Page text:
A whole foods diet basically cured my acne. I don't know how I could have ever been so blind to food and what I've been putting in my body. Now I read all the ingredients before hand. I guess it is because we are constantly told from a young age that you can eat whatever you want and it won't matter until you are 50 or it might not matter at all...but it mattered for me. Our bodies are biological organisms. It matters what we eat.

     
    Old 11-18-2004, 04:19 AM   #83
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    Re: Sugar Sugar!

    When food trials are conducted and people are given diets which they claim make acne, the results are the diet makes no difference. For instance someone will claim tomatos make them break out with pimples. They take these people and feed them lots of tomatos, and the reult is no acne. Doctors have not been able to replicate the food hysteria. Acne has been around long before there were cheeseburgers, fried food hershey bars, pizza or soft drinks. Just do a search for food trials and acne. You are reading a list of ingredients on your food. A whole food does not have a list of ingredients. A whole food is a vegetable. There are no other ingredients. So you prove my point. You are eating processed foods and you still have clear skin.

    Last edited by openseason; 11-18-2004 at 04:23 AM. Reason: forgot something

     
    Old 11-18-2004, 08:46 AM   #84
    SweetJade1
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    Re: Sugar Sugar!

    For those interested, there have been several editorials and comments regarding Loren Cordains observations which he published under two studies, one of which I posted on earlier titled: Hyperinsulinemic Diseases of Civilization: More Than Just Syndrome X (2002)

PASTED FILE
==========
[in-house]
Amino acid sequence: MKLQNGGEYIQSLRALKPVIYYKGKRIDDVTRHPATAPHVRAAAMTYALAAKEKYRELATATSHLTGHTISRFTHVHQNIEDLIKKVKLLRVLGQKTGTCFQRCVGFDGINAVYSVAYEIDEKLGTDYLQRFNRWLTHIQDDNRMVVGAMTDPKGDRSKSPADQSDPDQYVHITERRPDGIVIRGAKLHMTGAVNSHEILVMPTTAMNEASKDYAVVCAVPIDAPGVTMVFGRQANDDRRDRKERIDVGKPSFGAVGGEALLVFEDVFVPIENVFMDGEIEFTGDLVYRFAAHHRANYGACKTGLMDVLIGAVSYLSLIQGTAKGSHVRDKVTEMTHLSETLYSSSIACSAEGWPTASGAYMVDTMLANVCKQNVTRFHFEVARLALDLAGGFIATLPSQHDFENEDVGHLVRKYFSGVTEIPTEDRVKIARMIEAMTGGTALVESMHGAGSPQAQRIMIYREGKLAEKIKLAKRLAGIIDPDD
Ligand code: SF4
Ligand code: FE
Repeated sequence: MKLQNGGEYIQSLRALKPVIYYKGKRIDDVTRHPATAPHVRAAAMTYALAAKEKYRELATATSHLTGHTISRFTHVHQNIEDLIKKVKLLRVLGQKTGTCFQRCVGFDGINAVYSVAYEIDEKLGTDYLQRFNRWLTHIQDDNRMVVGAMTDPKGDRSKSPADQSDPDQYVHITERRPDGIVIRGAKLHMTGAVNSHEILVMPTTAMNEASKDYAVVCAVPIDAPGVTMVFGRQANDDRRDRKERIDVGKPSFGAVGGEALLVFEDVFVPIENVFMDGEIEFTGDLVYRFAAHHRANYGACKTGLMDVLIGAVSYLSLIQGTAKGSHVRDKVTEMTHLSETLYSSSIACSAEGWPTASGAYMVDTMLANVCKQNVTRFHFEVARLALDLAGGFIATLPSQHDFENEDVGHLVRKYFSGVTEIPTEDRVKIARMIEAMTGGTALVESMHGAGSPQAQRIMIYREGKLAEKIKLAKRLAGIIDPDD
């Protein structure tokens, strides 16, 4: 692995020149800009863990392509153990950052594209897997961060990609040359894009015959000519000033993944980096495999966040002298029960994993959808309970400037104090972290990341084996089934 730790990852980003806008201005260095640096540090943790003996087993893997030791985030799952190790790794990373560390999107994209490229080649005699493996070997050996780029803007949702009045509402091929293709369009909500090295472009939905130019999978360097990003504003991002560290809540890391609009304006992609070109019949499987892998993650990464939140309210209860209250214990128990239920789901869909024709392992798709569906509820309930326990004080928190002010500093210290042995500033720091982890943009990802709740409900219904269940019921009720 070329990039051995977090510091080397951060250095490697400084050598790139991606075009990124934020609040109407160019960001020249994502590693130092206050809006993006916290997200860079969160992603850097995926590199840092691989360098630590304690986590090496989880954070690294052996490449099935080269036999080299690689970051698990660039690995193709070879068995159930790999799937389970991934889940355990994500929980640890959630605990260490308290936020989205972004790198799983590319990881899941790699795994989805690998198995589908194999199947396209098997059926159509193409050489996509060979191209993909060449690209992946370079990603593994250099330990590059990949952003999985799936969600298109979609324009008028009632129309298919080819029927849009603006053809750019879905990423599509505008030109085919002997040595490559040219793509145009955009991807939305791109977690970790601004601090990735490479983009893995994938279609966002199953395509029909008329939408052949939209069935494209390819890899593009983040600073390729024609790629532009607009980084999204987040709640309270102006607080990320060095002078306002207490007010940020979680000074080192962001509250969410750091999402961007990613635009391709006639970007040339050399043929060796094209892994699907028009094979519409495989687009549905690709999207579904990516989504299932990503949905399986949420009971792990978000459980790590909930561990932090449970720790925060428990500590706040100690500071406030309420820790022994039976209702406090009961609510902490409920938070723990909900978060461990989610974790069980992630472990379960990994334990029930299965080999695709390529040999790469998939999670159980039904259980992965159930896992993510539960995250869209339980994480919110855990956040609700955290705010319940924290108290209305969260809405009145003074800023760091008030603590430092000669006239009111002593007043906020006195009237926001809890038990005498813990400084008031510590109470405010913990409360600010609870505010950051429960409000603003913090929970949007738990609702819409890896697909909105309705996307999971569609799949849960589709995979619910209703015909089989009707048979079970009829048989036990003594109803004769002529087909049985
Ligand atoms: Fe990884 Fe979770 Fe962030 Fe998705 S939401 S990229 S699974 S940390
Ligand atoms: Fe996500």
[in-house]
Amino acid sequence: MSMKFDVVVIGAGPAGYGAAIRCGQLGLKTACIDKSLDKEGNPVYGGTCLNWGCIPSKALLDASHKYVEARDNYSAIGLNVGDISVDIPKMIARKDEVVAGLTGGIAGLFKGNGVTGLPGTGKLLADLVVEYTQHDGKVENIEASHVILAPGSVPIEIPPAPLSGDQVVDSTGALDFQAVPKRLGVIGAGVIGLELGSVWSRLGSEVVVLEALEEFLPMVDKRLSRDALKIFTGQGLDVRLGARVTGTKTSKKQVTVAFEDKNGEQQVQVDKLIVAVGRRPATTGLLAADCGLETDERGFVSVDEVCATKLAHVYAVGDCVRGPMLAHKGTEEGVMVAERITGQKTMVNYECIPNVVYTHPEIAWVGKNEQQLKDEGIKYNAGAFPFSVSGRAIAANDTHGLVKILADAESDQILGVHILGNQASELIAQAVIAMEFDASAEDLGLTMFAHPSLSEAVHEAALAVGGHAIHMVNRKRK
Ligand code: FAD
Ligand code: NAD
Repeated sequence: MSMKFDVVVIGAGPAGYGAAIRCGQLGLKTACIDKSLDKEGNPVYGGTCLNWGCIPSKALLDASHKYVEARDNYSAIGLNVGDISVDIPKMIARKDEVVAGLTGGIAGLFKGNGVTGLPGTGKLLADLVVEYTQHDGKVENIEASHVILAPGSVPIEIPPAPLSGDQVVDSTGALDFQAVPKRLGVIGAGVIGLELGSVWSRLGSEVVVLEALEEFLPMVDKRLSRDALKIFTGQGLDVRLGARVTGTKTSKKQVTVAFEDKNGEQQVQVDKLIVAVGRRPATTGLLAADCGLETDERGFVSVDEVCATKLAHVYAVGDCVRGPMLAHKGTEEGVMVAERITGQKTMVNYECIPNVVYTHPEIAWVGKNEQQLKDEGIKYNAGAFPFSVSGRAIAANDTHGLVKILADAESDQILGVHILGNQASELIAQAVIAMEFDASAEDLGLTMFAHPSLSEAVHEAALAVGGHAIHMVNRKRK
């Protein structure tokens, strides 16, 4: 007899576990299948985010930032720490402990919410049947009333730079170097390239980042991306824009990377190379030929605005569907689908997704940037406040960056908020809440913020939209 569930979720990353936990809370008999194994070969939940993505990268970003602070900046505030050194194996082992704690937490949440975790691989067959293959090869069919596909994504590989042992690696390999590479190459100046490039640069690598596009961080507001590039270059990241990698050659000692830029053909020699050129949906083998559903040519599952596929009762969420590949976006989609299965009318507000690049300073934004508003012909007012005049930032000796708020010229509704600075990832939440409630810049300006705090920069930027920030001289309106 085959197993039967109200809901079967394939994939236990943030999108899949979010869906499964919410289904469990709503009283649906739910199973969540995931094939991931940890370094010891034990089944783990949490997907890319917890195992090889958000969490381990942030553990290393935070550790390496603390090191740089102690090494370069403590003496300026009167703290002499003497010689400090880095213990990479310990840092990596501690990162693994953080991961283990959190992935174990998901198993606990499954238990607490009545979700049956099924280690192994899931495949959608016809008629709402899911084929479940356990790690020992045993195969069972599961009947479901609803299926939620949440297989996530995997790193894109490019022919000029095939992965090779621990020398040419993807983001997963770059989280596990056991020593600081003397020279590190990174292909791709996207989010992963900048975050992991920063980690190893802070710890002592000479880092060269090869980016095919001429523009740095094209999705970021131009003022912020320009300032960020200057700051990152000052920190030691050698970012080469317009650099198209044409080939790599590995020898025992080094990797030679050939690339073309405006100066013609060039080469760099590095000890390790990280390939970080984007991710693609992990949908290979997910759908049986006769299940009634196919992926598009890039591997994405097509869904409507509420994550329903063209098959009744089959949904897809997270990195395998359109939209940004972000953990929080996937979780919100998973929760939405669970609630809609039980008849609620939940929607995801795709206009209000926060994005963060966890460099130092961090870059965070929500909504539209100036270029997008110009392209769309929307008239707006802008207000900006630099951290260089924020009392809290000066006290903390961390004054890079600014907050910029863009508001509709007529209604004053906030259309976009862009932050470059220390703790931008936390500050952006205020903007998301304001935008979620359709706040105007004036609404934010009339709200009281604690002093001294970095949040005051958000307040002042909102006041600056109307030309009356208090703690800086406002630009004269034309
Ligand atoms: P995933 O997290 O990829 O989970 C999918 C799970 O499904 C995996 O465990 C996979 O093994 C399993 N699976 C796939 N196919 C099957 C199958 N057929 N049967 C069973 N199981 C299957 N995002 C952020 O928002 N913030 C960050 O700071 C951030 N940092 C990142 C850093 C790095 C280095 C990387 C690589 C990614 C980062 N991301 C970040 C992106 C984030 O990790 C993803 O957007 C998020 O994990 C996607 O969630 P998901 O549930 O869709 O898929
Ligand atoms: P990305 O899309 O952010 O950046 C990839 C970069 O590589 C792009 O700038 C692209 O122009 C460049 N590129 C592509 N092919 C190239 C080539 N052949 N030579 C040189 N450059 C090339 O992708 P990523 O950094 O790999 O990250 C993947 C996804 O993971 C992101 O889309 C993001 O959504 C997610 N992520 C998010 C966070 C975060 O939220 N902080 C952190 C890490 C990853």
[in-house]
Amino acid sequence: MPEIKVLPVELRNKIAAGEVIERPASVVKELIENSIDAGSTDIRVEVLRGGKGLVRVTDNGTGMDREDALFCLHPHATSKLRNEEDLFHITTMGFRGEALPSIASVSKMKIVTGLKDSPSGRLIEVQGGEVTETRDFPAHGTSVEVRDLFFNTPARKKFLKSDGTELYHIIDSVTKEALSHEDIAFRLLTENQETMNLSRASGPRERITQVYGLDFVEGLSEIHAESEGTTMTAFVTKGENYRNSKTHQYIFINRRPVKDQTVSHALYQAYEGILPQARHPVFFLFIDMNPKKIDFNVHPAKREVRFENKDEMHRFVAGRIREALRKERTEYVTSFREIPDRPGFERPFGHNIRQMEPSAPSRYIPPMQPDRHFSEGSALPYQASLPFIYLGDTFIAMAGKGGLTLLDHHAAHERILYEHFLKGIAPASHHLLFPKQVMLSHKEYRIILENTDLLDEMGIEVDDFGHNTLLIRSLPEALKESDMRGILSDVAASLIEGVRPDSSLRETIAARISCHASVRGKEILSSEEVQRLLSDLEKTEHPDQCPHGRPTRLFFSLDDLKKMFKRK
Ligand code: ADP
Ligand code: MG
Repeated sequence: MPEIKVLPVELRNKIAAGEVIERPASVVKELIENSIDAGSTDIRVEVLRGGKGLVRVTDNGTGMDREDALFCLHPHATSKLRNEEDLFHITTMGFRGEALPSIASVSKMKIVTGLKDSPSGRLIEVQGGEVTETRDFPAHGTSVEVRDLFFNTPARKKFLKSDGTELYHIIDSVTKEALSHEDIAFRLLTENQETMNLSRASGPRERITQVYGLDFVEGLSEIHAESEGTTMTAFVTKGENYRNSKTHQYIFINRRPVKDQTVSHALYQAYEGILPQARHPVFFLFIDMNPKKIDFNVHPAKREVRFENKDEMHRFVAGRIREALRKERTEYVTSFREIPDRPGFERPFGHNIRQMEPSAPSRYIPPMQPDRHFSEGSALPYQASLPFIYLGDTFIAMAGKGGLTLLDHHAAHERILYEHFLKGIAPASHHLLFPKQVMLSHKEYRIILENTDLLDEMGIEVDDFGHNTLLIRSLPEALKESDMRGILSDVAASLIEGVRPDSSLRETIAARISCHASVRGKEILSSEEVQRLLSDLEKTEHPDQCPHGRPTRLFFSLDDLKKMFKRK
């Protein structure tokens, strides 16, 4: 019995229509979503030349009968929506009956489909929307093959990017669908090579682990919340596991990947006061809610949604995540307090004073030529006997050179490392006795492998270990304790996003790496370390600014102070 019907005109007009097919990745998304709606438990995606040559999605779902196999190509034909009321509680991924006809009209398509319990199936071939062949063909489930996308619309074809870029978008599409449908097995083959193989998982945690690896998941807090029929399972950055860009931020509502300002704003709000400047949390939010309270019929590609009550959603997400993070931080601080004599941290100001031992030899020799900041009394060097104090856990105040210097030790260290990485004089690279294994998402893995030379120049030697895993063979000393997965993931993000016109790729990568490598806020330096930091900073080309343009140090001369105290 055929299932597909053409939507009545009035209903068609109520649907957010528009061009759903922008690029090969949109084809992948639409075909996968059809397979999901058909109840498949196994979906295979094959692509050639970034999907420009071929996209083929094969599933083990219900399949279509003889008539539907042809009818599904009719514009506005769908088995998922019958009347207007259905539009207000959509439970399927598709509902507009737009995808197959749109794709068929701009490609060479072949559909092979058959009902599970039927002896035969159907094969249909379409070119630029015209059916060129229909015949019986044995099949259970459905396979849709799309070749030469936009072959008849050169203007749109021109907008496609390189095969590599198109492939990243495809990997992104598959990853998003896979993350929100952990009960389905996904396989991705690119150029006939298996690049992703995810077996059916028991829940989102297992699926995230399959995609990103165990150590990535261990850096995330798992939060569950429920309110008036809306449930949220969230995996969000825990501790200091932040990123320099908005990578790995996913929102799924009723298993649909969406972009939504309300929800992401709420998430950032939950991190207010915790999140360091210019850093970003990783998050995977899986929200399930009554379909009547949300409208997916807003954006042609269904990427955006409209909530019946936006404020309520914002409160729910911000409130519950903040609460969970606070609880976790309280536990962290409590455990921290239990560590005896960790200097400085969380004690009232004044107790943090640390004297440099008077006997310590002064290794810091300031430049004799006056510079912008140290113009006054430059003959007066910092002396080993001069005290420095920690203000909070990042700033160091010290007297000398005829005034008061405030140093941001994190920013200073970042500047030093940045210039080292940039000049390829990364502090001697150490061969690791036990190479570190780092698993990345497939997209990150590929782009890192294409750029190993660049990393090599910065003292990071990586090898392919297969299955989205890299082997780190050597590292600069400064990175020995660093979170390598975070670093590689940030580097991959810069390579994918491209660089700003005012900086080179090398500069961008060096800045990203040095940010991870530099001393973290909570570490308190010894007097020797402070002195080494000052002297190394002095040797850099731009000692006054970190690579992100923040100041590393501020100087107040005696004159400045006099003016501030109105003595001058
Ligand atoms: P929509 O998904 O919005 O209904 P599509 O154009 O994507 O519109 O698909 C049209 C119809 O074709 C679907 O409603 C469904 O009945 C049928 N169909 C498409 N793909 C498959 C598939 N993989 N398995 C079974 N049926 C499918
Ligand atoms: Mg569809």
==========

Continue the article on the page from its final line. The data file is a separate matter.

While most are in favor, this is one posted by a female dermatologist that I think goes over both sides of the issue and in the end:

    Quote:
    Diet and Acne Revisited

    Arch Dermatol. 2002;138:1591-1592.

    THE ARTICLE by Cordain et al1 in this issue of the ARCHIVES represents an interesting departure for a contemporary, peer-reviewed medical journal. While the present-day emphasis is on controlled, double-blinded clinical studies that pass the muster for evidence-based medicine, the report by Cordain et al is observational, and the only control is the dietary limitations characteristic of 2 isolated nonwesternized populations.

    These authors suggest that the absence of acne in more than 1300 subjects in 2 nonwesternized societies—the Kitavan Islanders of Papua New Guinea and Aché hunter-gatherers of Paraguay—is attributable to their diets, which have a substantially lower glycemic index than a Western diet. In addition, these people are more physically active than Westerners. They do not demonstrate insulin resistance, nor do they have obesity, hypertension, diabetes, or heart disease. Their genetic background is similar to other Pacific Islanders and South American Indians, respectively, yet their incidence of acne is lower than that of members of these same groups who have incorporated elements of a Western diet.

    Isolated observations and case reports suggest that acne can develop in groups not generally susceptible to this disorder when a highly glycemic diet is adopted, which can induce acute or chronic hyperinsulinemia, as in the case of Eskimos who adopted a Western diet.2 One of us (J.S.S.) has also heard many young Irish women report that they had no acne until they immigrated to the New England area from rural Ireland. However, no systematic studies are available to fully support or refute these observations. Of course, the study by Cordain et al1 would have benefited from the opportunity to provide the subjects with a diet containing highly glycemic foods to determine if acne occurred, but this was not possible.